You'd Better Watch Out
In common with parents up and down the country, Christmas Eve found Wayne Trubshaw busily scrabbling under the Christmas Tree, transferring presents between a sack and the pile around the base.
The difference, in Wayne's case, was that he was transferring the presents to his sack, not from it. Wayne had taken the concept of last-minute Christmas shopping to its logical conclusion. He simply waited for everyone else to do their shopping and was now using the last few hours of darkness, before Christmas Day, to relieve them of it.
Unlike most parents, he didn't have the time, or the inclination, to make considered choices. He just had to hope that whatever had been purchased for the kids who lived in this posh pile, would be more than good enough for little JayCee and Brad. With luck, there might be a game controller or two, perhaps a tablet, laptop or top-of-the-range mobile phone? Wayne had no time to find out, he had to grab and run. Burglars can't be choosers, he told himself.
Heaving the heavily-laden sack onto his back, Wayne edged gingerly through the furnishing, trying not to make a sound. He headed toward the grey light that signified the patio doors and successful escape. All was going well, until a tremendous flash temporarily blinded him. Taking a tentative step forward, he tripped and fell head-first into the parquet floor with a noise that would wake the dead. As his sight gradually returned, he became aware of a narrow beam of light shining on him from the left. His eyes followed the light to its owner, a small, serious-looking boy, holding a tiny torch and peering at him through a large pair of spectacles. He appeared to be holding one end of a skipping rope.
"Is it him?" a female voice from Wayne's right asked.
"No" replied the boy, with evident disappointment. "I told you it wouldn't be"
Wayne turned his head to the right, with some difficulty as he was lying face down on the floor and was pinned in that position by the weight of the sack on his back. From under a table, in the light of the torch, he could make out the figure of a little girl sitting cross-legged in her nightgown. She appeared to be holding the other end of the skipping rope.
"Oh" she said, sadly, "I felt sure we had him this time" She edged a little closer to Wayne. He could now see the frayed and worn teddy bear clamped under her arm.
"Are you Santa?" She fixed him with an accusatory glare. Glad of any chance to mount a defence, Wayne responded.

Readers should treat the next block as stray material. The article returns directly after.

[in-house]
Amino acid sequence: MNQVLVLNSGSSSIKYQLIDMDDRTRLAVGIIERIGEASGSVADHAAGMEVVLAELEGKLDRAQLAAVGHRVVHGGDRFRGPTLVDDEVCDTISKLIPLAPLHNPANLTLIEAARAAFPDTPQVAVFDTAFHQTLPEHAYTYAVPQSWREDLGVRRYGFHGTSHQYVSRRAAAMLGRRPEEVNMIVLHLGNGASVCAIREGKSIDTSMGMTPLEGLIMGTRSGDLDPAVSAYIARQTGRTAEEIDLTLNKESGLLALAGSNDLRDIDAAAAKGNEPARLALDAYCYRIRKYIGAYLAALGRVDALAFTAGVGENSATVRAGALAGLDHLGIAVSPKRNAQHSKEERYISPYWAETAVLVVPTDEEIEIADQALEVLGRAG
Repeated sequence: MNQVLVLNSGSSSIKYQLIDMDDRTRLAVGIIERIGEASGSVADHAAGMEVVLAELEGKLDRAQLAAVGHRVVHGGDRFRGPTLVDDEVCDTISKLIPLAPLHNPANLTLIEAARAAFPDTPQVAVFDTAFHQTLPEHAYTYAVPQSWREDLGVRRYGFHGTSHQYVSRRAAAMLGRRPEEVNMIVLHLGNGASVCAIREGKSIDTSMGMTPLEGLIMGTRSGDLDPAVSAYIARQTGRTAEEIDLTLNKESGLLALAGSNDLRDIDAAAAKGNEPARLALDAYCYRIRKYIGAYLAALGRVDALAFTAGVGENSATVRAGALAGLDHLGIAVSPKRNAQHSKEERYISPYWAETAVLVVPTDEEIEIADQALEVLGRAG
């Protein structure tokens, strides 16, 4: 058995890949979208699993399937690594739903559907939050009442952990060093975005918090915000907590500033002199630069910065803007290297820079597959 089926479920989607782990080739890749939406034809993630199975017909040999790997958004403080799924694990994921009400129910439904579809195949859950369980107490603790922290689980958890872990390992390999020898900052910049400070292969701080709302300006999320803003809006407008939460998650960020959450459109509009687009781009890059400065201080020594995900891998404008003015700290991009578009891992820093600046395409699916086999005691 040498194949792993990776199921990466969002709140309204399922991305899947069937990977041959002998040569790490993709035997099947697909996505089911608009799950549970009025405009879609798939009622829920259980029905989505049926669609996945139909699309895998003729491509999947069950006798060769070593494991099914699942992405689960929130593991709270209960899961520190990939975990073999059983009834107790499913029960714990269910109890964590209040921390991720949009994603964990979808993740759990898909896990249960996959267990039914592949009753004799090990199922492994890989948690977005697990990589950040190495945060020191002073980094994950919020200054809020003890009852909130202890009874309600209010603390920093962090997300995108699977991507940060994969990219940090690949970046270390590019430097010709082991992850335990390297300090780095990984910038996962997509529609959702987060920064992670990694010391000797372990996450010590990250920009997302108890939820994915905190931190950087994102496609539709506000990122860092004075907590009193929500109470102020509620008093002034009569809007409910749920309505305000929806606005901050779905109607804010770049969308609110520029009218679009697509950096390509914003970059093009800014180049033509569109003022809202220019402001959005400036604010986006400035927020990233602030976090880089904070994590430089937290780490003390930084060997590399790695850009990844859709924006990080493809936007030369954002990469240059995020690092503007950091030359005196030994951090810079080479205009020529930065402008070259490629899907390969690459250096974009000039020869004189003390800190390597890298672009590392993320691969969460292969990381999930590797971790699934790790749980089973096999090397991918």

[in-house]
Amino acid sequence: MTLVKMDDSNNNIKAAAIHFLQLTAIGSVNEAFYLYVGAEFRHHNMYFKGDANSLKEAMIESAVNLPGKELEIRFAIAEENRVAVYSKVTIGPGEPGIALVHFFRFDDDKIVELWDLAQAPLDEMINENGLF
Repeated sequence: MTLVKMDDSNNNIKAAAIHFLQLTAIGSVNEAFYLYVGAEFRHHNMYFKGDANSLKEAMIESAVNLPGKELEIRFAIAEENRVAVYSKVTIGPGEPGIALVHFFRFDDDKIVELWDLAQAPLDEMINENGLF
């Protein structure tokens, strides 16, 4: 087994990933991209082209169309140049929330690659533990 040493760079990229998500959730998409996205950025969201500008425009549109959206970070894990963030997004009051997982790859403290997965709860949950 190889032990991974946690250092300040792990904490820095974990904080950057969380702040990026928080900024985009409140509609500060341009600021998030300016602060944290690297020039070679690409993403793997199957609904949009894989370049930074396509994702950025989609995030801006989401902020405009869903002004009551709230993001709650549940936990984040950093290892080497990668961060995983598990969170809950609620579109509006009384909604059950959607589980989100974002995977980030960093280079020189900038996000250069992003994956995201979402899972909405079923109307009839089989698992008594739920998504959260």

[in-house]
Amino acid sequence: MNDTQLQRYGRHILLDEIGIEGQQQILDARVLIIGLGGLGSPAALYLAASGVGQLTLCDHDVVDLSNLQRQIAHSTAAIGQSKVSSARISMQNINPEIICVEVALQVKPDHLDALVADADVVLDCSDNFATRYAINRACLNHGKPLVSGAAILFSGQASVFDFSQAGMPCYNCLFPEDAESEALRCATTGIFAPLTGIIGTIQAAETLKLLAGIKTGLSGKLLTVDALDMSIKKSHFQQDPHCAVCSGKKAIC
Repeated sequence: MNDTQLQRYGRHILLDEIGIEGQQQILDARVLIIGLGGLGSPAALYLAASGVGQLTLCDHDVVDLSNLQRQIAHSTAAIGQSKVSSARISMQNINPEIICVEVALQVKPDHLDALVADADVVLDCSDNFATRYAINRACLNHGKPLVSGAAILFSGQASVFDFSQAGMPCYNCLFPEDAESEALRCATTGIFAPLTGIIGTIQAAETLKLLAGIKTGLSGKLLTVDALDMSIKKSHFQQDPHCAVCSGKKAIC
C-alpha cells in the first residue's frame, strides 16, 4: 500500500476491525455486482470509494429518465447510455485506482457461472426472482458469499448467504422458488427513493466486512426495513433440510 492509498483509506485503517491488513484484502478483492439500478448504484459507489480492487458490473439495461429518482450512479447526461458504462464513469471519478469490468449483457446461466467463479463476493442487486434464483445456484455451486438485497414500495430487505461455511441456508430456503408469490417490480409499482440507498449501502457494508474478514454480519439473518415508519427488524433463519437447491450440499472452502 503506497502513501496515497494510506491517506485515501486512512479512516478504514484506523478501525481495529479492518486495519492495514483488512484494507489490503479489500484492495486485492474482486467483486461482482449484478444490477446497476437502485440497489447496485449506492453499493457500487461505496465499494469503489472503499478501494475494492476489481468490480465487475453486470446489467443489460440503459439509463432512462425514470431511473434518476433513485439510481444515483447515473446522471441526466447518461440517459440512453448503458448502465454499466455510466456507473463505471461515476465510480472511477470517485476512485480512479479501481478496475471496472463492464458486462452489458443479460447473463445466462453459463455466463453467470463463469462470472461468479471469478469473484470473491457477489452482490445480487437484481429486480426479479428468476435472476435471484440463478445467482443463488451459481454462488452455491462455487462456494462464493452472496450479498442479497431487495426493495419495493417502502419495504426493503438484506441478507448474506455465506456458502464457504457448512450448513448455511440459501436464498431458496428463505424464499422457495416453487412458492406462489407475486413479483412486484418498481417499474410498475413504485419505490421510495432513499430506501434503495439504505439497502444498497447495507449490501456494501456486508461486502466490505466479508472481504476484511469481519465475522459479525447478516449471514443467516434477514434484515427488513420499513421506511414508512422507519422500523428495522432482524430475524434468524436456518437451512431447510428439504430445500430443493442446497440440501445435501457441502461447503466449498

"Not exactly" He heard a snort of derision from his left as he thought as fast as he could of a faintly believable explanation. "You know how everything has an opposite, like positive and negative?"
"Good and bad?" suggested the little girl, straying into an area with which Wayne was not entirely comfortable.
"Matter and anti-matter" the voice from the left chipped in.
"I was going to say Liverpool and Everton, but that and all I suppose" Wayne conceded without turning his head. "Well, there's your Santa and then there's your…"
"Anti-Santa?" asked the boy, incredulously.
"Yeah" said Wayne with relief, "that's me"
"What does an Anti-Santa do then?" the little girl asked suspiciously
"Well, you see, Santa brings presents to good children, doesn't he?" Wayne's mind was racing to keep up with his mouth. It was also getting uncomfortably hot under both the weight of the sack and the close observation. The girl nodded slowly in agreement with his statement. "Well, I take them away"
"Why would you do that?" asked the boy, who was getting right on Wayne's nerves.
"To give to poor children who don't have any" Wayne suggested. It seemed a pretty good story, even if he said so himself. It would certainly be true of JayCee and Brad if he didn't get this load home tonight.
"Presumably, if they don't have presents, then they haven't been good?" The boy pointed out.
"It doesn't always work like that" Wayne snapped.
"What sort of presents were you looking for?" The little girl asked.
"Oh, I don't know" Wayne blustered, "electrical gizmos I suppose, mostly. Game controllers, tablets, that kind of thing"
"We never have things like that" the girl said, sadly. "We get 'good, wholesome and improving' presents" She sounded as if she was quoting someone.